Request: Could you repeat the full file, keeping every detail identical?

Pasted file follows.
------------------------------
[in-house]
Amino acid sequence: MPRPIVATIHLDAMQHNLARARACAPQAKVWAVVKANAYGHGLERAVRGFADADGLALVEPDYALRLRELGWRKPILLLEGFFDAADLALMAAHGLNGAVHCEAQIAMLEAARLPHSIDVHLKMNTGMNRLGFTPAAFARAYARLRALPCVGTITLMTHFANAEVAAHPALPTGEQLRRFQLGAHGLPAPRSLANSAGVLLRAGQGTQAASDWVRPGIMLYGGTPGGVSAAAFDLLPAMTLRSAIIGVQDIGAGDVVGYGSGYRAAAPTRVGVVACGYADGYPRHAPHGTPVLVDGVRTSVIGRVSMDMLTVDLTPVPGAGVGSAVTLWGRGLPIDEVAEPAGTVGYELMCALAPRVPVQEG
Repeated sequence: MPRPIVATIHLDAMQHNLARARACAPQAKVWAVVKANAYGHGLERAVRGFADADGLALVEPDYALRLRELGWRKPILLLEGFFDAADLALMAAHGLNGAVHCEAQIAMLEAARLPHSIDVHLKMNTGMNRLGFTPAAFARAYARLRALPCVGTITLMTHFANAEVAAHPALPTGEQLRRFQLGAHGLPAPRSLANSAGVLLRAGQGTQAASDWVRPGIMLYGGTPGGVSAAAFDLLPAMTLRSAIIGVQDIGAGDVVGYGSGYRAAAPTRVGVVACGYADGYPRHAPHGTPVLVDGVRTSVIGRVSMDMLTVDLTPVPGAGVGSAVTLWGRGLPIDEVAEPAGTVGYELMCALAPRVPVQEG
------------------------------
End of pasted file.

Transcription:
[in-house]
Amino acid sequence: MPRPIVATIHLDAMQHNLARARACAPQAKVWAVVKANAYGHGLERAVRGFADADGLALVEPDYALRLRELGWRKPILLLEGFFDAADLALMAAHGLNGAVHCEAQIAMLEAARLPHSIDVHLKMNTGMNRLGFTPAAFARAYARLRALPCVGTITLMTHFANAEVAAHPALPTGEQLRRFQLGAHGLPAPRSLANSAGVLLRAGQGTQAASDWVRPGIMLYGGTPGGVSAAAFDLLPAMTLRSAIIGVQDIGAGDVVGYGSGYRAAAPTRVGVVACGYADGYPRHAPHGTPVLVDGVRTSVIGRVSMDMLTVDLTPVPGAGVGSAVTLWGRGLPIDEVAEPAGTVGYELMCALAPRVPVQEG
Repeated sequence: MPRPIVATIHLDAMQHNLARARACAPQAKVWAVVKANAYGHGLERAVRGFADADGLALVEPDYALRLRELGWRKPILLLEGFFDAADLALMAAHGLNGAVHCEAQIAMLEAARLPHSIDVHLKMNTGMNRLGFTPAAFARAYARLRALPCVGTITLMTHFANAEVAAHPALPTGEQLRRFQLGAHGLPAPRSLANSAGVLLRAGQGTQAASDWVRPGIMLYGGTPGGVSAAAFDLLPAMTLRSAIIGVQDIGAGDVVGYGSGYRAAAPTRVGVVACGYADGYPRHAPHGTPVLVDGVRTSVIGRVSMDMLTVDLTPVPGAGVGSAVTLWGRGLPIDEVAEPAGTVGYELMCALAPRVPVQEG